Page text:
On my return from Annandale, and about 2 miles from that place, I met the two squadrons ordered to my support, under command of Lieutenant-Colonel Schickfuss, and accompanied by Brigadier-Generals Kearny and Newton. By order of General Kearny we all returned to camp, which we reached about 9 o'clock.
All of which is respectfully submitted.
With high regard, I have the honor to be, sir, your obedient servant,
A. W. ADAMS,
Major Second Battalion Fist New York Cavalry.
Captain E. SPARROW PURDY,
No. 3. Report of Brigadier General William B. Franklin, U. S. Army.
HEADQUARTERS, Camp Williams, December 6, 1861.
GENERAL: I transmit with this a report of Brigadier-General Newton on the attack made upon our pickets on Monday last. The statements in it show bad behavior on the part of pickets of the division on my right, which I regretfully bring to the notice of the Commanding General. There is a rumor that a sergeant who was acting as lieutenant deserted from these pickets on Sunday, the 1st instant. If this be the case, it may account for the accurate manner in which the dash was made by the enemy's cavalry.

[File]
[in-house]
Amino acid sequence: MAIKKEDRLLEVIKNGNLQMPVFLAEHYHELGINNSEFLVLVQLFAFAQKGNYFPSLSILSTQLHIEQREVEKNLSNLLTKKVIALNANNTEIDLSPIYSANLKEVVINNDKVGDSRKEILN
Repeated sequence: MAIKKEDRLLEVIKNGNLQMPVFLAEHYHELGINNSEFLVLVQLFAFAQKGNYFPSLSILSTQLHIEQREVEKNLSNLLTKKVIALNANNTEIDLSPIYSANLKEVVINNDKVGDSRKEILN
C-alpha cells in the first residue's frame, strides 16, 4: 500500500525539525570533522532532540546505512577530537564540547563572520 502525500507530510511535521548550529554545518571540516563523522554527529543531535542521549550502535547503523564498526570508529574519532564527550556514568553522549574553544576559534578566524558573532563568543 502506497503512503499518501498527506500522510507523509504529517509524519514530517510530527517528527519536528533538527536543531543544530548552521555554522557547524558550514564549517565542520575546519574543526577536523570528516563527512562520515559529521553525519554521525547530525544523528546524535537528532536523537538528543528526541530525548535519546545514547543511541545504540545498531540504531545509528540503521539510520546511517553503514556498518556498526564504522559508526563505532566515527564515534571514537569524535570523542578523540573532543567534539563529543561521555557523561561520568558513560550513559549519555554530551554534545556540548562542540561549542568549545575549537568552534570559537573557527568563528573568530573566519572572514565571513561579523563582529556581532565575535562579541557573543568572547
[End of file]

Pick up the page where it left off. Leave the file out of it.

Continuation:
Very respectfully, your obedient servant,
W. B. FRANKLIN,
Brigadier-General, Commanding Division.
Brigadier General S. WILLIAMS,
Adjutant-General Army of Potomac, Washington, D. C.
No. 4. Report of Brigadier General John Newton, U. S. Army.
HEADQUARTERS BRIGADE, Camp Williams, December 6, 1861.
SIR: I have the honor to submit, for the information of the division commander, a brief synopsis of the report of Lieutenant-Colonel Pinto, field officer of the day, in command of the pickets of this brigade on the Little River turnpike, between the 30th of November and the 4th of December, 1861. The case of Lieutenant T. Hamilton Haire, found sleeping on picket guard with his whole guards, has already been reported and acted upon.
On Monday, the 2nd instant, at about 1 p.m., the enemy's cavalry, reported by Lieutenant-Colonel Pinto at nearly 200 men, burst through the German pickets of Blenker's division [Forty-fifth New York Volunteers], which adjoined and sustained the extreme right flank of my pickets, in three detachments, the first detachment taking the Little River turnpike, leaping and otherwise passing through the barricade about one-quarter mile beyond Padgett's tavern, at the junction of the Little